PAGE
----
I was born in the U.S. to a mother who was a diplomat, and a father on a student visa. Since my father was not a diplomat, am I a U.S. citizen by birth?
Background on birthright citizenship and children of diplomats
Children born in the U.S. to a “foreign diplomatic officer” are one of the few categories of individuals born in the U.S. who do not receive U.S. citizenship at birth.
As discussed in our earlier post here, while the U.S. Constitution has little to say about immigration, the 14th Amendment does state that “All persons born or naturalized in the United States, and subject to the jurisdiction thereof, are citizens of the United States and of the State wherein they reside.” A child born to a foreign diplomat on U.S. soil is, therefore, “born … in the United States,” but they are not “subject to the jurisdiction” of the United States. As a result, a child born in the U.S. to foreign diplomat parents is not a U.S. citizen at birth.
Of course, as described in this post, it is important as a first step to make sure that one of the parents does, in fact, qualify as a foreign diplomatic officer by, for example, being listed on the Blue List.
But what if only one of my parents was a foreign diplomatic officer?
The situation often arises that only one of the two parents was on the Blue List at the time of the child’s birth. Whether the child was born a U.S. citizen in this situation depends on whether the other, non-diplomat parent was a U.S. citizen or U.S. national at the child’s birth. (For more information on the definition of a U.S. national, as opposed to a U.S. citizen, see here).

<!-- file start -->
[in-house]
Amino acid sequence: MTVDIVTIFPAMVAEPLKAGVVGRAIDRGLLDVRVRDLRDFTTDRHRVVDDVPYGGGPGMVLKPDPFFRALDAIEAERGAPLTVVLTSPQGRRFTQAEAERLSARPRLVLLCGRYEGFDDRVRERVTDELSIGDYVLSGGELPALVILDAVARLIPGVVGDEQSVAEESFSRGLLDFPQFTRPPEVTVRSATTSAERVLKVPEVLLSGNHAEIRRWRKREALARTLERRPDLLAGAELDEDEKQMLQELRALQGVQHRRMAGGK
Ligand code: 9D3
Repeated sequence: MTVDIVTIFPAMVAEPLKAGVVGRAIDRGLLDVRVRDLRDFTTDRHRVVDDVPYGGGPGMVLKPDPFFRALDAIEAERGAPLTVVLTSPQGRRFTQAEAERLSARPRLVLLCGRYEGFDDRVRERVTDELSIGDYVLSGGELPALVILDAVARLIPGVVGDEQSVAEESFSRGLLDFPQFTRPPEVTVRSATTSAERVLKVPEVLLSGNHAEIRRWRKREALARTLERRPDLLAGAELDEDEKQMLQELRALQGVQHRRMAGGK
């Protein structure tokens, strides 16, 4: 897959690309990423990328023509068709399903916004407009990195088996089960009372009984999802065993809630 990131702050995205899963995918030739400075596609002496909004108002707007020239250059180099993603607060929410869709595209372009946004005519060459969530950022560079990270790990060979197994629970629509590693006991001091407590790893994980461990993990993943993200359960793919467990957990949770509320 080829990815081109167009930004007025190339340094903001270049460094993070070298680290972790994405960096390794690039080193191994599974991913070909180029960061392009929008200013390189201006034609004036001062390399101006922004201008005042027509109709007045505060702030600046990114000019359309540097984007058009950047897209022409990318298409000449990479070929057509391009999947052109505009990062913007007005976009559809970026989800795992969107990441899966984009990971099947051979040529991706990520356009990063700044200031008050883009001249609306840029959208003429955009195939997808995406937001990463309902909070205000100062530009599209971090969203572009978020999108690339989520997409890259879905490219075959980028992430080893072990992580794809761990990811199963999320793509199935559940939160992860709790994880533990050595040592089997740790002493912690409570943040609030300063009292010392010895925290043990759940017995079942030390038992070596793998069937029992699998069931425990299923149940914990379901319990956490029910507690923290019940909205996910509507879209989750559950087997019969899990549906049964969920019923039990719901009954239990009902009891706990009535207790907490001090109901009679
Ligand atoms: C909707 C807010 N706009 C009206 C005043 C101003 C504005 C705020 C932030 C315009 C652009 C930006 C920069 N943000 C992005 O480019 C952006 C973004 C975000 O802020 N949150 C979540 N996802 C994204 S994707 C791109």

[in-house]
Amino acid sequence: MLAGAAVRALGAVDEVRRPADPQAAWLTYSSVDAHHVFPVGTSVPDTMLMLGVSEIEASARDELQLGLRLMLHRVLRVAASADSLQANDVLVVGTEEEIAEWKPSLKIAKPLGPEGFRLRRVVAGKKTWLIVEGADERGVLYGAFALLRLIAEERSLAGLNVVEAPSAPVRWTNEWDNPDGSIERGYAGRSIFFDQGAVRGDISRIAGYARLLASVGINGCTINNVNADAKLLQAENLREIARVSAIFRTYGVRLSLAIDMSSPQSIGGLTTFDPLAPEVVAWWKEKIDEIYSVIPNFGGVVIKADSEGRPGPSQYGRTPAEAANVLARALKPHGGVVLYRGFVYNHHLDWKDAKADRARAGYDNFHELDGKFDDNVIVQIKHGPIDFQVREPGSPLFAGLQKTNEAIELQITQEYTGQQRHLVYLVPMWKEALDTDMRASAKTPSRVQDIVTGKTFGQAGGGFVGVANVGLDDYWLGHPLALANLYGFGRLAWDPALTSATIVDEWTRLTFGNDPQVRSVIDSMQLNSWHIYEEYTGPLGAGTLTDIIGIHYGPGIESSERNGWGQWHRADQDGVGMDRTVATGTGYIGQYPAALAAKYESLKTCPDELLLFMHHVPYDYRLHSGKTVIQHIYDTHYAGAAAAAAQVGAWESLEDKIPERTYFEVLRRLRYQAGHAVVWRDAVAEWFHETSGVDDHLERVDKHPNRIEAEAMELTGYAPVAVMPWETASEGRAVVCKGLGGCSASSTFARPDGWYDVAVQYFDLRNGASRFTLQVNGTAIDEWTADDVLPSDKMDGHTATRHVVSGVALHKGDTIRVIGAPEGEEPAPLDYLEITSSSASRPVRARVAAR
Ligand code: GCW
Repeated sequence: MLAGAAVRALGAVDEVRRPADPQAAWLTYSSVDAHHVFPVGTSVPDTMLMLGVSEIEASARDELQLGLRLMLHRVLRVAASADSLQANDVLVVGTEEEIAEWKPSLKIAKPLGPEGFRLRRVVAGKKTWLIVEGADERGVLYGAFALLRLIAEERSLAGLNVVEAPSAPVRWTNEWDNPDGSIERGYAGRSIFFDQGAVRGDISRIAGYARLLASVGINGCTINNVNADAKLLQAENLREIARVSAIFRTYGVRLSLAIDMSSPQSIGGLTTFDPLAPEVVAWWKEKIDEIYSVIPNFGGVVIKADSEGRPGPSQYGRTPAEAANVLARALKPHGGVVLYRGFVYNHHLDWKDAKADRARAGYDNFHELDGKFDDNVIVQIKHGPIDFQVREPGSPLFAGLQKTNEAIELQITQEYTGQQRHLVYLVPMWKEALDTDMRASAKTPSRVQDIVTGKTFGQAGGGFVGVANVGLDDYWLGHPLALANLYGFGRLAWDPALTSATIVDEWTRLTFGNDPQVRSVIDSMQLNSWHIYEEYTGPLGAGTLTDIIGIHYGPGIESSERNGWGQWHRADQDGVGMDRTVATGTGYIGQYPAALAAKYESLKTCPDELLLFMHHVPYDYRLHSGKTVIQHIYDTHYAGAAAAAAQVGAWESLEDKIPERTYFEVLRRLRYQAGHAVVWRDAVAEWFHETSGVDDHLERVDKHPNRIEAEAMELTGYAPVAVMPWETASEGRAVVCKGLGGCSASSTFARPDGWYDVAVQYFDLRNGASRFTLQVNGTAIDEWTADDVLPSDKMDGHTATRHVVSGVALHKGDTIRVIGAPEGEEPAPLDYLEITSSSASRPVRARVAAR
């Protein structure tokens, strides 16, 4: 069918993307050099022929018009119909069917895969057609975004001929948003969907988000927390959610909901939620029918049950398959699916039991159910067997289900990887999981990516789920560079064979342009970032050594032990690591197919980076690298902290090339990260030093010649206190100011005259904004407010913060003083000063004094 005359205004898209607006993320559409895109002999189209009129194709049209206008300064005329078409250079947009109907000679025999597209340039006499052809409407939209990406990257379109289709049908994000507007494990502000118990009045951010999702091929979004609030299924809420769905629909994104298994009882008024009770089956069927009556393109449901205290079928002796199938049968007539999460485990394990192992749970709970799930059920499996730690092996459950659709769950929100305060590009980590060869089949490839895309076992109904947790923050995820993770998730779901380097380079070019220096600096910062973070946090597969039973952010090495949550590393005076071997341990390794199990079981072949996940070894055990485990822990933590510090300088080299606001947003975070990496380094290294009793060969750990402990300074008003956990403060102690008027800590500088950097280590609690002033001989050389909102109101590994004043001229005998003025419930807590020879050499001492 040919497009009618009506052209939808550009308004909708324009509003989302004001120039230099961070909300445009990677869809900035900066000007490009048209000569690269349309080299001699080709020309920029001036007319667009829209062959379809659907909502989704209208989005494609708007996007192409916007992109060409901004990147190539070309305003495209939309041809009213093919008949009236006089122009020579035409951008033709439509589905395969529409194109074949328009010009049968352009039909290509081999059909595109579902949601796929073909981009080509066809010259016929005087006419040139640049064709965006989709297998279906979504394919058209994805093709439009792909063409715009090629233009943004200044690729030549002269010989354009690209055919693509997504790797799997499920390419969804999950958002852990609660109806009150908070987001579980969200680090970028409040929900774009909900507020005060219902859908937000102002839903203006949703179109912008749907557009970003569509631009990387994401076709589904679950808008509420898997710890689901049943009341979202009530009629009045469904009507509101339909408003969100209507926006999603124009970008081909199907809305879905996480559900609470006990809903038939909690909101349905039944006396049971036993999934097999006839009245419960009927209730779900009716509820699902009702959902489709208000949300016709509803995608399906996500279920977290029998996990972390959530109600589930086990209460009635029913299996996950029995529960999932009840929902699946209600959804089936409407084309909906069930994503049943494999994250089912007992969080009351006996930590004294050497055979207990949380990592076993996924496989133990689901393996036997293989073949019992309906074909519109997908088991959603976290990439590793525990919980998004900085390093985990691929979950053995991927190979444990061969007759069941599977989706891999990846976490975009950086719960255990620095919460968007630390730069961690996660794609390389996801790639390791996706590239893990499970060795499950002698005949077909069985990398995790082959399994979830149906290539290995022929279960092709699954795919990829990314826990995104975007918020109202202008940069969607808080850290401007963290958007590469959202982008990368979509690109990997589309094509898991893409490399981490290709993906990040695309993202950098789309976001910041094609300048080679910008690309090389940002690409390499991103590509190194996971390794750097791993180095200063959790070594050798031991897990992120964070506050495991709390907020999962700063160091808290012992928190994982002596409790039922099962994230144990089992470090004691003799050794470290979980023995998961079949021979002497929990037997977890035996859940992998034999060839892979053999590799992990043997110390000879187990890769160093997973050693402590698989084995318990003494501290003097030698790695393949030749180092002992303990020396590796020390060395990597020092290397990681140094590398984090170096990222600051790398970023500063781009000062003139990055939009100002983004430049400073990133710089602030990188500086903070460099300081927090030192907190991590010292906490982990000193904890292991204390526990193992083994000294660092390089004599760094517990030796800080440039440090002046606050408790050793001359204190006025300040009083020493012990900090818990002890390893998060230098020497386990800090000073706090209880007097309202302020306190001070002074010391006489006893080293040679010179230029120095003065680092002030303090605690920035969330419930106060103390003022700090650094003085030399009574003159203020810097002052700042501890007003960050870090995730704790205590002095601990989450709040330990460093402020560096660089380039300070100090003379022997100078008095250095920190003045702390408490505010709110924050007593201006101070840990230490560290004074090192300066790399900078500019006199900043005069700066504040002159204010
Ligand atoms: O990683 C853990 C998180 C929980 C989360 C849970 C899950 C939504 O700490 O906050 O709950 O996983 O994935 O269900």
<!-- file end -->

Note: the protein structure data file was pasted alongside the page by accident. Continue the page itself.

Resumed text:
If one of the child’s parents was a U.S. citizen or U.S. national at the time of the child’s birth, that parent is subject to the jurisdiction of the United States and, as a result, the child would also be subject to such jurisdiction. This means that a child born in the U.S. to a U.S. citizen or U.S. national would be born a U.S. citizen, even if the child’s other parent is a foreign diplomatic officer.
Neither of my parents was a U.S. citizen or U.S. national at the time of my birth. One of my parents was a foreign diplomatic officer, and the other was in the U.S. on a non-diplomatic visa (for example, a student visa). Was I then born a U.S. citizen?
No. If neither of the child’s parents is a U.S. citizen or U.S. national, only one parent must be a foreign diplomatic officer for the child to not be born subject to U.S. jurisdiction – and therefore to not be born a U.S. citizen. Family members who are part of the household of a foreign diplomatic officer (such as the diplomat’s spouse and children under the age of 21) generally have the same privileges and immunities as does the diplomat.
A case decided by the Board of Immigration Appeals (BIA) in 1972 illustrates this situation. In Matter of Chu, 14 I&N Dec. 241 (BIA 1972), the BIA considered a case in which a 26-year-old man was born in the United States to a father who had diplomatic status and a mother who did not. Neither parent was a U.S. citizen or U.S. national at the time of his birth. The father’s diplomatic status meant that the father, his wife, and his son were “exempted … from the jurisdiction of the United States.” As a result, the son was not born a U.S. citizen – instead, he was born a citizen of China and a lawful permanent resident of the United States.
A child born in the U.S. to a parent who is a foreign diplomatic officer listed on the Blue List does not receive U.S. citizenship unless the other parent is a U.S. citizen or U.S. national. This is the case even if the other parent is in the U.S. on a non-diplomatic visa. A child born in the U.S. to a foreign diplomatic officer is born a lawful permanent resident of the United States and may voluntarily register for a green card. To learn more about the process for a child born in the U.S. to a diplomat to register as a lawful permanent resident, please see our earlier post here.
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